The increase in costs shifted scarce resources away from critical needs such as health, education and the environment, the bank said. Debt service payment, which includes principal and interest, increased by five per cent last year across all developing countries. For Nigeria, the government intends to spend N8.25 trillion or 30 per cent of the projected total expenditure to service debt, with dire consequences for social services. The amount is only about five per cent higher than the estimated N8.7 trillion capital expenditure. But the challenge of capital expenditure, the only part of the budget that benefits the broader populace, is more about its misuse than its lean size.

Each time there is a revenue shock, the government dips its hand in the capital votes to meet its obligations to debtors and civil servants at the expense of infrastructure and social spending. The running budget is an example of how the capital budget underperforms at the expense of other components of the expenditure. The amount released for capital projects in the first three quarters, for instance, was less than one-third of the pro rata N4.73 trillion estimates for the period. On the other hand, the actual cost of debt service was about N1 trillion higher than the pro rata N4.8 trillion earmarked for the government’s external and domestic debt holders.

Also, the NDU is worried about the unresolved ways and means (W&M) financing. Whereas N22.7 trillion was restructured at the twilight of ex-President Muhammadu Buhari’s administration, the Bank said the figure soared to N26 trillion or 11.1 per cent of this year’s estimated output value as at May when the administration ended its eight-year reign with nothing done about over un-restructured N3 trillion.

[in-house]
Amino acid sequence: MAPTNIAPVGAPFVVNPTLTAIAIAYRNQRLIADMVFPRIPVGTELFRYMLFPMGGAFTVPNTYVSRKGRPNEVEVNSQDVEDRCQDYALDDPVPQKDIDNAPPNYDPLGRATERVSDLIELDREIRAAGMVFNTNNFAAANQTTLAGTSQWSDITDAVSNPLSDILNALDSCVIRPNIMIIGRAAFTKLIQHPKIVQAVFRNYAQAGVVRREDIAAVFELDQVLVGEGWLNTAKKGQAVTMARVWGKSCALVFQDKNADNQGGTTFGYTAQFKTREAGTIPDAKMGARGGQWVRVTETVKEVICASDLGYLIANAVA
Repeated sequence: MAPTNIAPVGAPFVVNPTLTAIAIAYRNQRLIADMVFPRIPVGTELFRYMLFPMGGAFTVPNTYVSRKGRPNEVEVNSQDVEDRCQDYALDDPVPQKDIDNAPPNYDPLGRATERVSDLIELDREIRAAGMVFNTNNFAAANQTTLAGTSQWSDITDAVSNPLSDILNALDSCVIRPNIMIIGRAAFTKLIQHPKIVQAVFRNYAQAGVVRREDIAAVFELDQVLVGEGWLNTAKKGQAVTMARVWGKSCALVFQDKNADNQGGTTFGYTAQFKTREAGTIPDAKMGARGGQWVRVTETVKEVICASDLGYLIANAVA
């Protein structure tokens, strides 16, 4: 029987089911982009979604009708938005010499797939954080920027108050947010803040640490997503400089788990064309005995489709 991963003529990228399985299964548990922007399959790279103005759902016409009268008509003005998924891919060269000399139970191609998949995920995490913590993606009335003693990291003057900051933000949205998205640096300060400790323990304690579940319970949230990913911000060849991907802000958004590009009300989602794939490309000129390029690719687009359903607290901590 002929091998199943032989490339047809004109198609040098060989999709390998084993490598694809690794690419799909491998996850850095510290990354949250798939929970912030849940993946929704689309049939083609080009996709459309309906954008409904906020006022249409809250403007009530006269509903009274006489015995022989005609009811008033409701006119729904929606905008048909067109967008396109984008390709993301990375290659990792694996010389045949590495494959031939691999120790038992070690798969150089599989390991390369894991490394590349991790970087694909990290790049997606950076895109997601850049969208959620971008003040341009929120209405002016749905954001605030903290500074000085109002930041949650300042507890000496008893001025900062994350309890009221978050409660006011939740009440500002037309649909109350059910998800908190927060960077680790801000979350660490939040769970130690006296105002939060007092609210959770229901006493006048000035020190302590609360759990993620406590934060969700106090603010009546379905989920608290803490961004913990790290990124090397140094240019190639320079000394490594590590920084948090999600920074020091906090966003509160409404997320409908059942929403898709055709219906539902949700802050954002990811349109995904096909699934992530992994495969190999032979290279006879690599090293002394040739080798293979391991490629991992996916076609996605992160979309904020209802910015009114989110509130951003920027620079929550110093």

The bank canvassed long-term structural reforms, which it said would guarantee poverty reduction and more sustainable growth, noting “the economic outlook for Nigeria in the short to medium term hinges on the continuation and effectiveness of its macroeconomic stabilization agenda”. “

Successful implementation of the initiated reforms will be the first step toward improving Nigeria’s growth prospects. With the implementation of these first macroeconomic stabilization reforms, the economy is expected to grow at an average annual rate of 3.5 percent during 2023–2026, or 0.5 of a percentage point higher than in a scenario in which the reforms had not been implemented. Services, especially banking and ICT, together with industry will benefit from a more stable and predictable macroeconomic environment and easier access to FX and imported inputs,” the World Bank noted. Another report, Enhancing Financial Innovation and Access (EFInA) 2023 Access to Financial Services (A2F) Survey, also noted daunting challenges before Nigeria in its efforts to break through the ceiling of inclusive growth.

The report released at an event attended by top officials of the Central Bank said about 85 per cent of adults currently battling liquidity challenges or cannot cover their monthly expenses from retained incomes. The proportion rose from 72 per cent in 2020. Severely financially distressed adults also rose from 62 per cent in 2020 to 74 per cent this year. Unlike previously when a larger proportion of the population lived in rural areas, the survey validated that there is a shift in favour of urban (55 against 45 per cent), a trend that could increase the pressure on infrastructure in urban centres and reduce the number of people involved in agriculture activities.